Shipping supplies come in various shapes and sizes, and the right choice can decrease shipping costs and bolster your bottom line. Using appropriate packing supplies ensures that your goods arrive safely, too. Keep reading to learn about a variety of shipping and packing supplies that every shipper should know about, as well as their costs and where to find them.
Of course, packaging is only one part of your shipping costs. The other is paying to ship the products themselves. An all-in-one ecommerce shipping software like ShippingEasy can help you choose the best shipping rates between carriers to keep costs low, manage inventory, and even sell more with automated email marketing campaigns. Start a free 30-day trial.
Your Shipping Supplies Options & Costs
Any retailer or ecommerce seller knows that shipping products safely to customers is vital. But going overboard on packing can quickly eat into your profits. So the biggest challenge for any shipping-based company is finding the most protective combination of shipping and packing supplies to safely ship products at the lowest cost.
It’s also important to understand that shipping and packing supplies impact your overall shipping costs. Since carriers like FedEx, UPS and the US Post Office base their rates on the weight and size of your shipment, the mailers or boxes you use directly affects your shipping prices. So, it’s critical to choose shipping supplies that will protect your products with minimal added weight or bulk.
Here are 9 popular types of shipping supplies & their costs:
|Type||Best For||Supply Cost||Ship Weight|
|Plain Tyvek Envelopes||Items needing little protection: t-shirts, apparel, and cloth goods||3¢ to $1.75||Low - a few ounces|
|Bubble Mailers||Items needing some protection: DVDs, books, boxed or bagged jewelry||11¢ to 80¢||Low - a few ounces|
|Flat Chipboard Mailers||Items needing to ship flat: placemats, art prints, books||50¢ to over $2||Medium - a few ounces to 1 lb.|
|Fold Up Mailers||Flat items up to 4” thick: books, framed artwork||50¢ to over $2||Medium - few ounces to 1 lb.|
|Standard Boxes||Larger items needing protection or multiple items||40¢ to over $3||High - 1 lb. and over|
|Multi-depth Boxes ||Operations that ship items in varying box sizes||60¢ to over $6||High - 1 lb. and over|
|Double-wall Corrugated Boxes||Fragile or heavyweight items that need extra wall support||90¢ to over $9||High - 1.5 lb. and over|
|Long Boxes & Mailing Tubes||Long or rolled items: posters, rugs, golf clubs||60¢ to over $3||High - 1 lb. and over|
|Corrugated Cargo Boxes||Large items like machinery or large shipments of smaller boxed items||$8 to over $20||High - several pounds|
Learn about which companies we recommend for the shipping and packing supplies featured above in this article.
Tips for Picking the Right Mailer or Box for Your Products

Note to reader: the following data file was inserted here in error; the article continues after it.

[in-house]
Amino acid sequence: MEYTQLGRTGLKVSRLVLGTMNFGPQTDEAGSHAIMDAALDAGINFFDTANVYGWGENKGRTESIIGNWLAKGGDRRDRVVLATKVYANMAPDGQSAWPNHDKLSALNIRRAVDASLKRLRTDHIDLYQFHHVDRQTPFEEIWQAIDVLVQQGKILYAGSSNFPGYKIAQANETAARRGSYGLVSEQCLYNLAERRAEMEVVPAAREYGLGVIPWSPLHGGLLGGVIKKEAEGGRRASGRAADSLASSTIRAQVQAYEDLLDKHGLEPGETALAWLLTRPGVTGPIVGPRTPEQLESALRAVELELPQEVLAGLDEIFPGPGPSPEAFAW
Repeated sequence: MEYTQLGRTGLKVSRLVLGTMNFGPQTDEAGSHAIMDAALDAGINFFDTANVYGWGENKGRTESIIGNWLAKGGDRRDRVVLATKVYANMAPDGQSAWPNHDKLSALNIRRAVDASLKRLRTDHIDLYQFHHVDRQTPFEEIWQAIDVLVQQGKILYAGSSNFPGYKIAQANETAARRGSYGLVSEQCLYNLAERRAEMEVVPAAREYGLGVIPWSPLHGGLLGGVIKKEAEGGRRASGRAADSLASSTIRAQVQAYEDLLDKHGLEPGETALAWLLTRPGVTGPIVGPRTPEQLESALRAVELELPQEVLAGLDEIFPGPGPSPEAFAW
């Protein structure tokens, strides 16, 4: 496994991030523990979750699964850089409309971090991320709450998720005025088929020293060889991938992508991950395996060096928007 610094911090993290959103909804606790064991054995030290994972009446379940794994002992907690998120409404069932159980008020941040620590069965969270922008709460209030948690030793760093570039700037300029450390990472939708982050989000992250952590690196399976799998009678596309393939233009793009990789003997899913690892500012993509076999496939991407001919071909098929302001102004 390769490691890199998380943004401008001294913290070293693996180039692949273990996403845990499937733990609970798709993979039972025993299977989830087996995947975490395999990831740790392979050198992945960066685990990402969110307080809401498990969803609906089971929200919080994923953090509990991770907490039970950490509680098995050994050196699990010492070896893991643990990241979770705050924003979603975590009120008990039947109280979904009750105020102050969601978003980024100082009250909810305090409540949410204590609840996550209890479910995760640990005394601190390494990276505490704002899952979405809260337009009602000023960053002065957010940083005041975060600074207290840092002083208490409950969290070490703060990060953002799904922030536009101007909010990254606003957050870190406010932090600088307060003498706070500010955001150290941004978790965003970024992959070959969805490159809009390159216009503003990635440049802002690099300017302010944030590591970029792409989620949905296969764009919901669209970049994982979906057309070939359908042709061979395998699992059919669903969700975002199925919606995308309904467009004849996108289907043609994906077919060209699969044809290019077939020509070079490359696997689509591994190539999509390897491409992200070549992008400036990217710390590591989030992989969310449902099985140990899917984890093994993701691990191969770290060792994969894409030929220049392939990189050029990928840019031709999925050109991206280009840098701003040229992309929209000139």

Boxes and mailers that offer a snug fit protect products during shipping and minimize parcel size and weight. For durable goods, use a box or mailer that’s slightly larger than the item to cut down on unnecessary fillers, weight, and bulk to avoid dimensional weight upcharges. For fragile items, you’ll need extra space for cushioning, which we cover below.
Here’s how to choose shipping supplies to fit 4 common groups of products.
1. Small, Foldable & Durable Products
Small durable items like books, jewelry, apparel, fashion accessories, and myriad home and office goods are a snap to ship. They require little by way of padding, so you can avoid added costs by keeping your packaging lean.
For durable goods that are simple to pack and ship, try:
- Tyvek mailers
- Fold-up mailers
- Flat chipboard mailers
- Small corrugated boxes
2. Dimensional Flat & Thin Items
Flat products like photos, posters, framed pictures, hardback books, placemats, and various media products tend to ship easily in slim packaging. You generally need little by way of cushioning unless you have a frame with glass.
Flat items of varying thicknesses ship well in:
- Fold-up mailers
- Flat chipboard mailers
- Long boxes & mailing tubes
Fold-up mailers, in particular, can be quite versatile for goods up to about 4” thick. After that, you need to move to a standard corrugated box. Custom-printed fold-up mailers are popular for subscription box programs where the box and coordinated packaging is part of the branded experience.
3. Large, Bulky Items & Multi-item Shipments
Corrugated boxes are the go-to’s for shipping larger items, goods that need more protection, fragile items that need ample cushioning, and multi-item shipments.
For items that must ship in boxes, you have two options:
You can find corrugated boxes in sizes that suit any shipping need. Uline has the best overall selection of corrugated boxes and shipping supplies in general.
Multi-depth shipping boxes are handy of you ship goods that are the same size, but you ship them in different quantities. A multi-depth box makes it easy to cut and fold the box to the exact height needed, cutting out excess bulk and shipping costs for smaller shipments.
4. Heavy, Fragile, Oversized Items & Bulk Shipments
Items like machinery parts, decorator vases, bowling balls, and large bulk shipments of smaller items need special packaging. In these cases, weight and box size is a secondary concern to ensuring the items arrive safely. But, you can still be cautious and select boxes that are just large enough to allow needed cushioning.